2014 was a watershed year for municipal voter turnout in Toronto. After a disastrous four years of Rob Ford as mayor, 54.7 percent of all eligible voters went to the polls, electing John Tory. That was the highest voter turnout in decades, even higher than 1997, when Torontonians elected Mel Lastman to lead a newly amalgamated City of Toronto. In 2010, when Rob Ford was elected mayor, turnout was 50.4 percent, compared to 39.3 percent in 2006 and 38.3 percent in 2000.
Four years ago, the mayoral race was especially competitive. Progressive Olivia Chow was the initial front-runner against Ford, but Tory (who previously ran for mayor in 2003) pulled ahead as Chow’s campaign floundered. Late in the campaign, Rob Ford dropped out due to health concerns, so his brother Doug took his place. Among the three frontrunners, Tory got 40.3 percent of the vote, while Doug Ford took 33.7 percent. Chow only got 23.1 percent. Voters also elected seven new councillors that year, and returned Rob Ford to Ward 2.
After two elections in which over half the number of eligible voters took part, in 2018 voter turnout fell to just 40.9 percent. This was hardly surprising. John Tory cruised to victory despite a challenge by former chief planner Jennifer Keesmaat, while a sudden reduction in the number of wards confused voters and crushed the hopes of many council hopefuls and their supporters.
Though 769,000 electors voted in this mess of an election, voter turnout varied across the city. In Ward 23, Scarborough North, only 34.1 percent of eligible voters turned out to the polls. In Ward 7, Humber River-Black Creek, just 34.6 percent of electors voted. Ward 10, Spadina-Fort York, had the third worst turnout, with just 34.8 percent.
Areas with the highest voter turnout were Midtown and east end Toronto. Ward 14, Toronto-Danforth had the highest turnout, where 49.2 percent of electors cast a vote. It was followed by Ward 15 and Ward 12 (both of which had 48.5 percent turnout) and Ward 19, where 48.4 percent of electors went to the polls.
Wards 12, 14, 15, and 19 had interesting and competitive council races. In Ward 14, the race featured two progressive incumbents, while Ward 19 was one of just two races in which an established city councillor was not running for re-election. Wards 12 and 15 also had competitive races. However, in Ward 4, Gord Perks won re-election easily.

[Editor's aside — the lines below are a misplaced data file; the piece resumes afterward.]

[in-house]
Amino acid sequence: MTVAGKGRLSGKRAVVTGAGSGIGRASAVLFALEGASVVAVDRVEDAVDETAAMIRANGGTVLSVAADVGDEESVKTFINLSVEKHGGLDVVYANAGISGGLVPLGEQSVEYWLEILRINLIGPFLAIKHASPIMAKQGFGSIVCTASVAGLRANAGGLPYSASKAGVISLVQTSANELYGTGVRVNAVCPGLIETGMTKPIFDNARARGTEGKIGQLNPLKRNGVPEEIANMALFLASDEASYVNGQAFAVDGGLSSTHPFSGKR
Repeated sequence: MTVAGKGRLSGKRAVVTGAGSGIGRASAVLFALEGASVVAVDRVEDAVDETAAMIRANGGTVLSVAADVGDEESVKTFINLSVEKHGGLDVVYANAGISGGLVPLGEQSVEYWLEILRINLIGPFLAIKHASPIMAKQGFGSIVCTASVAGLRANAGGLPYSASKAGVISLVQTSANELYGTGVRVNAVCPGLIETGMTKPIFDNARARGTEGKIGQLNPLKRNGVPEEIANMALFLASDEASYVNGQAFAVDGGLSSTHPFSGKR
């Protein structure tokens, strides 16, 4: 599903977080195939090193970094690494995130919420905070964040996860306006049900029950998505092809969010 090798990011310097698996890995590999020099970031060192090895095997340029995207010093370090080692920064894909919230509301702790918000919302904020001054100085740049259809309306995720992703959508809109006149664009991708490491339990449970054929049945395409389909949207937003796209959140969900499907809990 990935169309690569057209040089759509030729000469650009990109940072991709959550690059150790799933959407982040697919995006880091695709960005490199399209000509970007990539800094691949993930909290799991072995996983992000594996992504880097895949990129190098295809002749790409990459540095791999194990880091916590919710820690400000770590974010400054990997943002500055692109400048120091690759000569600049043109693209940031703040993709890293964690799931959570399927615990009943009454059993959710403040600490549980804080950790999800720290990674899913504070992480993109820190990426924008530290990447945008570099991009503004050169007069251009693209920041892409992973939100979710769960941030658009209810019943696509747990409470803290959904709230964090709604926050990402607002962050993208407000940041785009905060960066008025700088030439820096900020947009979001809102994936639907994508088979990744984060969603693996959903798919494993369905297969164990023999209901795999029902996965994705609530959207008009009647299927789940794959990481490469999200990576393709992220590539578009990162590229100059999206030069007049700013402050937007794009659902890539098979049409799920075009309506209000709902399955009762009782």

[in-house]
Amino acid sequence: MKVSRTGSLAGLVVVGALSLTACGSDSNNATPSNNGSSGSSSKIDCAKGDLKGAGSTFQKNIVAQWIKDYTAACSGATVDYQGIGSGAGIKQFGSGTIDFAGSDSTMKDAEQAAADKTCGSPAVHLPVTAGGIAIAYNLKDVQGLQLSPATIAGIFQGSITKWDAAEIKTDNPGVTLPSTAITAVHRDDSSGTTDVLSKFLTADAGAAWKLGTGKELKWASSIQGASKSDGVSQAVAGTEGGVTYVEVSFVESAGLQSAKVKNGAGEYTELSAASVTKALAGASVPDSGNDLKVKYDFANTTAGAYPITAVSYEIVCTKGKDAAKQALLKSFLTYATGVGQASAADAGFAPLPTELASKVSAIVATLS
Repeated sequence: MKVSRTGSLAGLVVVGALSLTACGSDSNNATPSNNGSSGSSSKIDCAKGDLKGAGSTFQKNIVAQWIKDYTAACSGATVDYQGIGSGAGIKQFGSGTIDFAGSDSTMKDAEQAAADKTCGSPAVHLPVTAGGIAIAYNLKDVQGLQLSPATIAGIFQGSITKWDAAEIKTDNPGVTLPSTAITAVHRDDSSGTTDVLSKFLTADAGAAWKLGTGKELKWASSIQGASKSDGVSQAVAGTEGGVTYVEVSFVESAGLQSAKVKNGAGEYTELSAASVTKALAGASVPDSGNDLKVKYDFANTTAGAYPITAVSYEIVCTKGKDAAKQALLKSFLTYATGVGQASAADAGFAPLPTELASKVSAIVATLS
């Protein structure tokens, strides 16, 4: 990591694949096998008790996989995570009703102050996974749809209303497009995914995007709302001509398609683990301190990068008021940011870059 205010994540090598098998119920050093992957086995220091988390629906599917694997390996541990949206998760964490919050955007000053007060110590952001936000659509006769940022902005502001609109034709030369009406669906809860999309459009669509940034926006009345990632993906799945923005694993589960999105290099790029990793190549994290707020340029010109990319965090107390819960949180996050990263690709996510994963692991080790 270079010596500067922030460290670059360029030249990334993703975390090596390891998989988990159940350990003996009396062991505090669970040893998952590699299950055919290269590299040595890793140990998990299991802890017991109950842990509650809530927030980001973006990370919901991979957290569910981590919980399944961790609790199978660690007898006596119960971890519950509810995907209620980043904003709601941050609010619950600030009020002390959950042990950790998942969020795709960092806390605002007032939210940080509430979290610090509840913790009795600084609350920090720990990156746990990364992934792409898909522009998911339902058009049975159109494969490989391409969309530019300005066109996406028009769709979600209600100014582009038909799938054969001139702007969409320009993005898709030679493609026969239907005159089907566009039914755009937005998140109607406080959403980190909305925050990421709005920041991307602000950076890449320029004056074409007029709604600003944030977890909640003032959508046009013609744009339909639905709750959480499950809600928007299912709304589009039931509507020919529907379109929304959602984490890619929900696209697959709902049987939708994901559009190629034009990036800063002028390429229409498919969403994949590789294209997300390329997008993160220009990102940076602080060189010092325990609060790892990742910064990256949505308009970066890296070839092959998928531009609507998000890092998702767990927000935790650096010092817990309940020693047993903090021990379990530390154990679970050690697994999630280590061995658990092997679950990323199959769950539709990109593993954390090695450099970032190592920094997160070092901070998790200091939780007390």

Yet Ward 23 had an open council race in which no incumbent was running. And Ward 7 was one of the most interesting and important races of 2018; this is where Giorgio Mammoliti was finally defeated after years of campaign violations, buffoonery, and embarrassments.
2018 voter turnout by ward (alternate version available here)
Voter turnout has consistently been low in Toronto’s northwest and northeast corners. In 2014, Ward 8 and Ward 41 (which made up parts of new Wards 7 and 23) had the lowest numbers of electors casting a vote. Turnout was highest in more affluent neighbourhoods, especially in places like Midtown Toronto, the Kingsway neighbourhood in Etobicoke, and in Toronto’s East End. What surprised me mostly was the poor turnout in Ward 10 in 2018.
2014 voter turnout by ward (alternate version available here)
The difference in voter turnout across the city is more apparent at the neighbourhood level. With the poll-level results available through Toronto’s Open Data Catalogue, I allocated the poll results to each of Toronto’s 140 neighbourhoods, while adjusting the numbers based on the number of votes cast in the advance polls in each ward. The map below shows voter turnout at the neighbourhood level in 2018.
2018 voter turnout by neighbourhood (alternate version available here)
What is immediately apparent is that voter turnout is highest in many neighbourhoods surrounding Toronto’s downtown core, while turnout is lowest in the former City of York, in northwestern Toronto and parts of Scarborough. Areas of high voter turnout tend to be affluent neighbourhoods with high levels of home ownership. These neighbourhoods include the Kingsway, Lawrence Park, Leaside, Cabbagetown, Rosedale, Forest Hill, Swansea, the Beaches, and Leaside. Many of these areas also have active residents’ associations. With Ryerson professor Myer Siemiatycki, I looked at the results of previous municipal election voter turnouts in a report published by the Maytree Foundation.
Downtown, areas with major condominium developments also have lower turnout, especially in places like the Waterfront, CityPlace, Liberty Village, and the Bay Street corridor. These areas are more likely to have younger residents and many renters. Engaging voters both in downtown condos and those living in the inner suburbs remains a challenge. While voter turnout was much higher in 2014 across the city, the same basic patterns are evident.
2014 voter turnout by neighbourhood (alternate version available here)